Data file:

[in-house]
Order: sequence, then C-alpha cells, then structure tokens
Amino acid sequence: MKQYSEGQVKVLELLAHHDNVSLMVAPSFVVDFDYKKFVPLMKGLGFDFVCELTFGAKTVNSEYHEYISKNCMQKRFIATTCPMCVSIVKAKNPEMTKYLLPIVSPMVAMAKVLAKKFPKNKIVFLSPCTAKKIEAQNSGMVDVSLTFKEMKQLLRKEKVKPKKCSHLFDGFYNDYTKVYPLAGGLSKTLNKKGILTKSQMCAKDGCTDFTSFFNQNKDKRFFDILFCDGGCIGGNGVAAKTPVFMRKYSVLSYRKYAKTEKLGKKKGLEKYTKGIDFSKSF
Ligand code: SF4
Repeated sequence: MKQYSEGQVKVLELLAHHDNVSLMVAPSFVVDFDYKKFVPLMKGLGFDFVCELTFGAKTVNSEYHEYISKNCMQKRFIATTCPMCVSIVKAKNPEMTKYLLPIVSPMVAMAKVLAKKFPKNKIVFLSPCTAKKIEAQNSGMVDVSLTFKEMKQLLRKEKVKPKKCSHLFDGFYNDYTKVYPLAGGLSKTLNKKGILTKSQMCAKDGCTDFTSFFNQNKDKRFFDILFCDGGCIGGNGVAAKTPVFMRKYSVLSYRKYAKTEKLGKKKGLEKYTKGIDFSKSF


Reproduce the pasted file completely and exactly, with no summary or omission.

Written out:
[in-house]
Order: sequence, then C-alpha cells, then structure tokens
Amino acid sequence: MKQYSEGQVKVLELLAHHDNVSLMVAPSFVVDFDYKKFVPLMKGLGFDFVCELTFGAKTVNSEYHEYISKNCMQKRFIATTCPMCVSIVKAKNPEMTKYLLPIVSPMVAMAKVLAKKFPKNKIVFLSPCTAKKIEAQNSGMVDVSLTFKEMKQLLRKEKVKPKKCSHLFDGFYNDYTKVYPLAGGLSKTLNKKGILTKSQMCAKDGCTDFTSFFNQNKDKRFFDILFCDGGCIGGNGVAAKTPVFMRKYSVLSYRKYAKTEKLGKKKGLEKYTKGIDFSKSF
Ligand code: SF4
Repeated sequence: MKQYSEGQVKVLELLAHHDNVSLMVAPSFVVDFDYKKFVPLMKGLGFDFVCELTFGAKTVNSEYHEYISKNCMQKRFIATTCPMCVSIVKAKNPEMTKYLLPIVSPMVAMAKVLAKKFPKNKIVFLSPCTAKKIEAQNSGMVDVSLTFKEMKQLLRKEKVKPKKCSHLFDGFYNDYTKVYPLAGGLSKTLNKKGILTKSQMCAKDGCTDFTSFFNQNKDKRFFDILFCDGGCIGGNGVAAKTPVFMRKYSVLSYRKYAKTEKLGKKKGLEKYTKGIDFSKSF